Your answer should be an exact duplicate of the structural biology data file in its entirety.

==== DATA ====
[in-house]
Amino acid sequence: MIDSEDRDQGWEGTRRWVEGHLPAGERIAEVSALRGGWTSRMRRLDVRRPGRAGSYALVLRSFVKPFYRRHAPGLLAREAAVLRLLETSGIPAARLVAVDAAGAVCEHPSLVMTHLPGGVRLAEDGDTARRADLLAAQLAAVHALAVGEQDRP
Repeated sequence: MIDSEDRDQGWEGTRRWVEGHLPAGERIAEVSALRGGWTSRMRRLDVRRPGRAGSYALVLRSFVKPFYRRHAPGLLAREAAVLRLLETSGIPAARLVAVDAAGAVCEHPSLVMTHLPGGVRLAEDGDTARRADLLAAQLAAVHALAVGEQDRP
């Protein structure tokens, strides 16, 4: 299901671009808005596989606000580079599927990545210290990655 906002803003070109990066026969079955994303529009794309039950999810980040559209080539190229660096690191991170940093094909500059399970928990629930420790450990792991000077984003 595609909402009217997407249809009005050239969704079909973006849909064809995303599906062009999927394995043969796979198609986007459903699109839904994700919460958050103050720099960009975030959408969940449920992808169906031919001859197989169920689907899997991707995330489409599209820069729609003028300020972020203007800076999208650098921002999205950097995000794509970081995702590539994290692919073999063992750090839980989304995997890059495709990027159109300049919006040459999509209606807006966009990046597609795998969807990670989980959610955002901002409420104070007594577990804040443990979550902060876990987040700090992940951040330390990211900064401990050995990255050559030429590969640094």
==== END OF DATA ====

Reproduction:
[in-house]
Amino acid sequence: MIDSEDRDQGWEGTRRWVEGHLPAGERIAEVSALRGGWTSRMRRLDVRRPGRAGSYALVLRSFVKPFYRRHAPGLLAREAAVLRLLETSGIPAARLVAVDAAGAVCEHPSLVMTHLPGGVRLAEDGDTARRADLLAAQLAAVHALAVGEQDRP
Repeated sequence: MIDSEDRDQGWEGTRRWVEGHLPAGERIAEVSALRGGWTSRMRRLDVRRPGRAGSYALVLRSFVKPFYRRHAPGLLAREAAVLRLLETSGIPAARLVAVDAAGAVCEHPSLVMTHLPGGVRLAEDGDTARRADLLAAQLAAVHALAVGEQDRP
């Protein structure tokens, strides 16, 4: 299901671009808005596989606000580079599927990545210290990655 906002803003070109990066026969079955994303529009794309039950999810980040559209080539190229660096690191991170940093094909500059399970928990629930420790450990792991000077984003 595609909402009217997407249809009005050239969704079909973006849909064809995303599906062009999927394995043969796979198609986007459903699109839904994700919460958050103050720099960009975030959408969940449920992808169906031919001859197989169920689907899997991707995330489409599209820069729609003028300020972020203007800076999208650098921002999205950097995000794509970081995702590539994290692919073999063992750090839980989304995997890059495709990027159109300049919006040459999509209606807006966009990046597609795998969807990670989980959610955002901002409420104070007594577990804040443990979550902060876990987040700090992940951040330390990211900064401990050995990255050559030429590969640094």